But nothing takes attention off the main focus, the disjunct between these two self-absorbed individuals. As Kemp talks about everything from his one fond childhood day to the moment his father committed suicide, Grace is either eating or knitting or applying makeup. Occasionally she looks at him and even pays attention, but inevitably he loses her interest and she returns to the mirror.

In many ways this is a play about the threatening certitude of dying alone. As the amount of Americans over the age of 65 grows rapidly, while we as a nation not only have a hard time passing health care reform but also contain an unruly percentage of citizens who consider abortion murder but health care criminal, the play has particular relevance now. Grace is lonely and Kemp is lonely and although initially they hate one another they grow to appreciate the company.

But this is not just a tale of old age or even of old and middle ages. Vigil subtly but very clearly exposes the chasm between any two human lives. As Panych says,

“We’re just so selfish now. We’re so concerned about doing our own thing, because we don’t live in family groups anymore. We live in weird urban groups, so family is seen as “a problem.” Vigil addresses that. It’s a satire, essentially …”

At one point Kemp remarks: “I had no faith: I couldn’t believe anyone could care about me.” This relationship between faith and self-worth captures the modern dissolution of social obligation and communal story in stead of ambition and identity-through-career. In one of her few lines, Grace observes that “the only way to find happiness is to create it.” It turns out the same is true of family. Just because two people are related does not necessarily mean they have a connection; it’s not something that can be taken for granted.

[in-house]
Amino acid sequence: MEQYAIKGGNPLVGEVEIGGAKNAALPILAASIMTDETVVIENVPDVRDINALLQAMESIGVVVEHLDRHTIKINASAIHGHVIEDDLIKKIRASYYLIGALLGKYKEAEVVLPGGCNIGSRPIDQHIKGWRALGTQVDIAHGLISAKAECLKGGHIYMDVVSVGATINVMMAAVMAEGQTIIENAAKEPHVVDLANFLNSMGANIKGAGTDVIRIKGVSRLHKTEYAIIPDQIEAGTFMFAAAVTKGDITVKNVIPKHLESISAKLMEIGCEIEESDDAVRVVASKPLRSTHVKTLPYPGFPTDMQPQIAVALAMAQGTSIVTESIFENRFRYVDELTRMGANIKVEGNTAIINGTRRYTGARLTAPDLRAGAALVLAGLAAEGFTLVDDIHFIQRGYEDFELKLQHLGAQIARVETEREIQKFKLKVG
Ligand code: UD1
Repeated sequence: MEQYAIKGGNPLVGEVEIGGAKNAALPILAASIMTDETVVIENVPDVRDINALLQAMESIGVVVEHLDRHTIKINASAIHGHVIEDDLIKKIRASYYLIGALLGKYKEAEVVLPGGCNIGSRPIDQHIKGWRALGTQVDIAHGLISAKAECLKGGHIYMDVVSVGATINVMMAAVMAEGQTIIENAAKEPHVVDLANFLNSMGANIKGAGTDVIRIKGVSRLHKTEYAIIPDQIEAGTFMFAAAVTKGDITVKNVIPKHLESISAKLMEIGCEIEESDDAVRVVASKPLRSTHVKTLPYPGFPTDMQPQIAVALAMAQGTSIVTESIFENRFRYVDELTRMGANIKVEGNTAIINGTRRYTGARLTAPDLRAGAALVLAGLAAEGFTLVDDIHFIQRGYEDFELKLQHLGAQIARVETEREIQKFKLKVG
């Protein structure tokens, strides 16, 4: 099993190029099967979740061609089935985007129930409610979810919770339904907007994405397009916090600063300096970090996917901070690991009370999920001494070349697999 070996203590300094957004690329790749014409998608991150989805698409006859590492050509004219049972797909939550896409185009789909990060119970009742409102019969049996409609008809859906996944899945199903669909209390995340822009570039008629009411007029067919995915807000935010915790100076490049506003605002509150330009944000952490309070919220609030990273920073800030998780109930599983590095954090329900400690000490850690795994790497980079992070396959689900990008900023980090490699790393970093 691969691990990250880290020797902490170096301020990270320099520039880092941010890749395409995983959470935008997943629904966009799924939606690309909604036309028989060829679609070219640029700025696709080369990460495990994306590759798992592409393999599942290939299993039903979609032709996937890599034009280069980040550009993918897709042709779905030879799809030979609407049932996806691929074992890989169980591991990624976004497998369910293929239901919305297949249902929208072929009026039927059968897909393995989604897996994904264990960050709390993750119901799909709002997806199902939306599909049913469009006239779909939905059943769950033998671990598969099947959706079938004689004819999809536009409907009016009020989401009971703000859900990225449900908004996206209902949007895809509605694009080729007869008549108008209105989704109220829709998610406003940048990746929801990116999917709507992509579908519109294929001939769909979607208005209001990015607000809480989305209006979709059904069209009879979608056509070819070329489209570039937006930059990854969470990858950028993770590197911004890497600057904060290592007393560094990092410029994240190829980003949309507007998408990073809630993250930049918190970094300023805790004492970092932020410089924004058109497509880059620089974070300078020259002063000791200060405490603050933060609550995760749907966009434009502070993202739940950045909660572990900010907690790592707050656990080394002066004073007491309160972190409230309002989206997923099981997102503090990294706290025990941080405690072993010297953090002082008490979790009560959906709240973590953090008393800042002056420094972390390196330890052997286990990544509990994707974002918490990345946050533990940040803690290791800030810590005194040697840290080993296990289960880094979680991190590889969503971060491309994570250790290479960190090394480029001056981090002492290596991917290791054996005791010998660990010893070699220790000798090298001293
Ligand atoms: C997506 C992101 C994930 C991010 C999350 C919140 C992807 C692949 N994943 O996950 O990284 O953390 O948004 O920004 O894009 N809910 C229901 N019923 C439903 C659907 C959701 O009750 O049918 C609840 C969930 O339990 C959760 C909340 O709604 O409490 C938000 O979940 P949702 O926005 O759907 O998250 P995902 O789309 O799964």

The title of this play is alluded to when Kemp discusses his sexual interests … or complete lack thereof. To Kemp, people spend their entire lives trying to find sex so that they can forget all about the real world and its worries, hardships, and painful truths. “But I never forget,” he says. “I am vigilant.” He says it with a hollow pride that reveals his true feelings—even if he can’t admit them. What he needs is connection, no matter what kind or what it means.

Vigil is a strong play—well-written, powerfully performed, timely and far-reaching, both light- and heavy-hearted. Kemp compares the loss of a life to the loss of a limb. Sometimes, as a war vet amputee tells him, you can still feel the tingle of your limb as if it were never lost. The same is true of humans. We get on without them because it would be criminal not to. Even though it’s not the same as before. Even though it hurts. Vigil explores this hard truth without preaching and without gross sentimentality. I not only recommend it—I consider it your duty: to the community and to yourself!


American Conservatory Theater | 415 Geary Street, San Francisco, CA 94108


March 25–April 18, 2010

Tue.–Sat. at 8 p.m. (4/6 performance at 7 p.m.)

Wed., Sat. & Sun. at 2 p.m. (no matinee performances on 3/28, 3/31) Additional performances: 4/11 (7 p.m.)

InterACT Events:

Postperformance Audience Exchanges…………………..4/6 (7 p.m.), 4/11 (2 p.m.), 4/14 (2 p.m.)

OUT with A.C.T………………………………………….4/7 (8 p.m.)

How Much


Premiere | Orchestra | Dress Circle | Balcony | 2nd Balcony

$82 | $67 | $57 | $41 | $22

$71 | $57 | $47 | $34 | $17

$57 | $47 | $37 | $27 | $10



415.749.2228 |